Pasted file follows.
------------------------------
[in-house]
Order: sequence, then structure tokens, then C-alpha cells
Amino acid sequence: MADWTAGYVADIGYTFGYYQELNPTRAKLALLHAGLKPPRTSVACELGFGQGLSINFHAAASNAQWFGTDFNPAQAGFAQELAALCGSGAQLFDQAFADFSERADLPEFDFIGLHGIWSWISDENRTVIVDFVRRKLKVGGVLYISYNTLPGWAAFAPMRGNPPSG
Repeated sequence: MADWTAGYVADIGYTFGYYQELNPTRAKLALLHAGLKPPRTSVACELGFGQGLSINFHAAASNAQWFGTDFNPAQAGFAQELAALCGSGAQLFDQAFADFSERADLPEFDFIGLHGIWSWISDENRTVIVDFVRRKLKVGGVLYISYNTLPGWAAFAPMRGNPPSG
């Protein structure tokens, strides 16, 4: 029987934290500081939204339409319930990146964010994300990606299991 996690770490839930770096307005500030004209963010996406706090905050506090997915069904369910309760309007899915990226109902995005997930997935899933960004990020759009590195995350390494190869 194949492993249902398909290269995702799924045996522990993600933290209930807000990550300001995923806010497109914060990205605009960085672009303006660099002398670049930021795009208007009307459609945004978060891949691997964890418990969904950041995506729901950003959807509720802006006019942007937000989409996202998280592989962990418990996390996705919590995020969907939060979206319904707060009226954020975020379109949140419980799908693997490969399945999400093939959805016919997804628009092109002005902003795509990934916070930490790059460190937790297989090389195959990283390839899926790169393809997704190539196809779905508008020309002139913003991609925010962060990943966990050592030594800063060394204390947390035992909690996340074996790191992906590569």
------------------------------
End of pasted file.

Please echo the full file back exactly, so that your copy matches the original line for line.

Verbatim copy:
[in-house]
Order: sequence, then structure tokens, then C-alpha cells
Amino acid sequence: MADWTAGYVADIGYTFGYYQELNPTRAKLALLHAGLKPPRTSVACELGFGQGLSINFHAAASNAQWFGTDFNPAQAGFAQELAALCGSGAQLFDQAFADFSERADLPEFDFIGLHGIWSWISDENRTVIVDFVRRKLKVGGVLYISYNTLPGWAAFAPMRGNPPSG
Repeated sequence: MADWTAGYVADIGYTFGYYQELNPTRAKLALLHAGLKPPRTSVACELGFGQGLSINFHAAASNAQWFGTDFNPAQAGFAQELAALCGSGAQLFDQAFADFSERADLPEFDFIGLHGIWSWISDENRTVIVDFVRRKLKVGGVLYISYNTLPGWAAFAPMRGNPPSG
């Protein structure tokens, strides 16, 4: 029987934290500081939204339409319930990146964010994300990606299991 996690770490839930770096307005500030004209963010996406706090905050506090997915069904369910309760309007899915990226109902995005997930997935899933960004990020759009590195995350390494190869 194949492993249902398909290269995702799924045996522990993600933290209930807000990550300001995923806010497109914060990205605009960085672009303006660099002398670049930021795009208007009307459609945004978060891949691997964890418990969904950041995506729901950003959807509720802006006019942007937000989409996202998280592989962990418990996390996705919590995020969907939060979206319904707060009226954020975020379109949140419980799908693997490969399945999400093939959805016919997804628009092109002005902003795509990934916070930490790059460190937790297989090389195959990283390839899926790169393809997704190539196809779905508008020309002139913003991609925010962060990943966990050592030594800063060394204390947390035992909690996340074996790191992906590569």